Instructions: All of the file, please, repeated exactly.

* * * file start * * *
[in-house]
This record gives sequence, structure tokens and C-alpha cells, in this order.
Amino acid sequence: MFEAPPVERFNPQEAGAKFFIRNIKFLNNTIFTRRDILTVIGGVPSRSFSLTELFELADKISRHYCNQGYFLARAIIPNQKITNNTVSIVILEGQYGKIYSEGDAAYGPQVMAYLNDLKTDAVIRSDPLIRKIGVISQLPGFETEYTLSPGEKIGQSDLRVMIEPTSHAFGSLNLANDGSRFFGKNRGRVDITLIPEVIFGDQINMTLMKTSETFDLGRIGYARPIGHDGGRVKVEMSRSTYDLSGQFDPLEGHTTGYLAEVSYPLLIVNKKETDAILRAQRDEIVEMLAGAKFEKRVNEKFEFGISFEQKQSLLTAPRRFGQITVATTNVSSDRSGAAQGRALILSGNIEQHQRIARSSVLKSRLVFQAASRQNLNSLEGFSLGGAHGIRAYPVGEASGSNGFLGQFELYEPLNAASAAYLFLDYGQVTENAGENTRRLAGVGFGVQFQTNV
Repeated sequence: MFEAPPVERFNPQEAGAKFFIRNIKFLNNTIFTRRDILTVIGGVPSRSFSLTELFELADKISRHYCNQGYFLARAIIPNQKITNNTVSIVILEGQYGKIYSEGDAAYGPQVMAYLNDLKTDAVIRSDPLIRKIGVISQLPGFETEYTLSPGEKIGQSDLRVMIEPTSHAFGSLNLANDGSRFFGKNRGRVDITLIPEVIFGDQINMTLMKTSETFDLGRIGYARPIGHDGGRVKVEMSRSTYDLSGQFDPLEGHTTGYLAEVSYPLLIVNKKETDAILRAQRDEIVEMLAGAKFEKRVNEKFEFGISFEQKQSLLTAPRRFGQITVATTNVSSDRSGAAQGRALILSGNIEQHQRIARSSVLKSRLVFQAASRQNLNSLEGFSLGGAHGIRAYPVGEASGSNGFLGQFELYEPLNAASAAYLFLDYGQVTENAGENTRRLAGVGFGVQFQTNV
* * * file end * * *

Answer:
[in-house]
This record gives sequence, structure tokens and C-alpha cells, in this order.
Amino acid sequence: MFEAPPVERFNPQEAGAKFFIRNIKFLNNTIFTRRDILTVIGGVPSRSFSLTELFELADKISRHYCNQGYFLARAIIPNQKITNNTVSIVILEGQYGKIYSEGDAAYGPQVMAYLNDLKTDAVIRSDPLIRKIGVISQLPGFETEYTLSPGEKIGQSDLRVMIEPTSHAFGSLNLANDGSRFFGKNRGRVDITLIPEVIFGDQINMTLMKTSETFDLGRIGYARPIGHDGGRVKVEMSRSTYDLSGQFDPLEGHTTGYLAEVSYPLLIVNKKETDAILRAQRDEIVEMLAGAKFEKRVNEKFEFGISFEQKQSLLTAPRRFGQITVATTNVSSDRSGAAQGRALILSGNIEQHQRIARSSVLKSRLVFQAASRQNLNSLEGFSLGGAHGIRAYPVGEASGSNGFLGQFELYEPLNAASAAYLFLDYGQVTENAGENTRRLAGVGFGVQFQTNV
Repeated sequence: MFEAPPVERFNPQEAGAKFFIRNIKFLNNTIFTRRDILTVIGGVPSRSFSLTELFELADKISRHYCNQGYFLARAIIPNQKITNNTVSIVILEGQYGKIYSEGDAAYGPQVMAYLNDLKTDAVIRSDPLIRKIGVISQLPGFETEYTLSPGEKIGQSDLRVMIEPTSHAFGSLNLANDGSRFFGKNRGRVDITLIPEVIFGDQINMTLMKTSETFDLGRIGYARPIGHDGGRVKVEMSRSTYDLSGQFDPLEGHTTGYLAEVSYPLLIVNKKETDAILRAQRDEIVEMLAGAKFEKRVNEKFEFGISFEQKQSLLTAPRRFGQITVATTNVSSDRSGAAQGRALILSGNIEQHQRIARSSVLKSRLVFQAASRQNLNSLEGFSLGGAHGIRAYPVGEASGSNGFLGQFELYEPLNAASAAYLFLDYGQVTENAGENTRRLAGVGFGVQFQTNV